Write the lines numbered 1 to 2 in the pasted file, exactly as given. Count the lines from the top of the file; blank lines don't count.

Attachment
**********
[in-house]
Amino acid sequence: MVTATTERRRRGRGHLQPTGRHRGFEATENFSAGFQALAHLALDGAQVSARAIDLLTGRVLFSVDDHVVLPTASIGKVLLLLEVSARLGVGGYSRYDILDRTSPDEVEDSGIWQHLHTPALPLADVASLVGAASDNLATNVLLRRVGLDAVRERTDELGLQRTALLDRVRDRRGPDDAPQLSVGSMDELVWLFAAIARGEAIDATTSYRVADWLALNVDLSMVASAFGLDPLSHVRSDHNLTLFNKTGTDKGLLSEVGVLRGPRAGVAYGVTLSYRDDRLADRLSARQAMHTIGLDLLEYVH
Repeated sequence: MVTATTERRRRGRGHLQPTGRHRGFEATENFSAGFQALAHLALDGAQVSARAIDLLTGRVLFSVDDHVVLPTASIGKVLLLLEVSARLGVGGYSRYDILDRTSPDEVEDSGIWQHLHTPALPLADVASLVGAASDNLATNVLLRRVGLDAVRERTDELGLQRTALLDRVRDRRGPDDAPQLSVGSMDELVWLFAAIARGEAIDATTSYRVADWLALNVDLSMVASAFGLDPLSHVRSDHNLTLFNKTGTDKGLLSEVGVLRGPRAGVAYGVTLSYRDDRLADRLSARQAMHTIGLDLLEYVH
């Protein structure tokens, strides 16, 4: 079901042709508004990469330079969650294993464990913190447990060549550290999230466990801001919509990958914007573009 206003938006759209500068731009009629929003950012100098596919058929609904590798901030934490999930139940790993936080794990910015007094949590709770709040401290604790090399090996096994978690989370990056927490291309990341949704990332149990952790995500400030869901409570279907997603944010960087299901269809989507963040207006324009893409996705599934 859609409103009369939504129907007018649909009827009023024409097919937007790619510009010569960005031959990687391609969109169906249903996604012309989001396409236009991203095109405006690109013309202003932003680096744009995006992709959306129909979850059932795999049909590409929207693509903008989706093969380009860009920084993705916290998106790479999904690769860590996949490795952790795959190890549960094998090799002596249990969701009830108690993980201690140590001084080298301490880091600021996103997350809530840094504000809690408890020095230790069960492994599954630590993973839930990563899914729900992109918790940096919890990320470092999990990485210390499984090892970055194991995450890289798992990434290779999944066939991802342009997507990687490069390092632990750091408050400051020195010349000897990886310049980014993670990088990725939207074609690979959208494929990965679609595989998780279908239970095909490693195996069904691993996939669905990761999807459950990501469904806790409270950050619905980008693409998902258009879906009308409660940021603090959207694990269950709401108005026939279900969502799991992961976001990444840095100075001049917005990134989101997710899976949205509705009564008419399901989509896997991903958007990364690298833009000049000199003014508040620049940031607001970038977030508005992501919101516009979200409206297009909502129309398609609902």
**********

[in-house]
Amino acid sequence: MVTATTERRRRGRGHLQPTGRHRGFEATENFSAGFQALAHLALDGAQVSARAIDLLTGRVLFSVDDHVVLPTASIGKVLLLLEVSARLGVGGYSRYDILDRTSPDEVEDSGIWQHLHTPALPLADVASLVGAASDNLATNVLLRRVGLDAVRERTDELGLQRTALLDRVRDRRGPDDAPQLSVGSMDELVWLFAAIARGEAIDATTSYRVADWLALNVDLSMVASAFGLDPLSHVRSDHNLTLFNKTGTDKGLLSEVGVLRGPRAGVAYGVTLSYRDDRLADRLSARQAMHTIGLDLLEYVH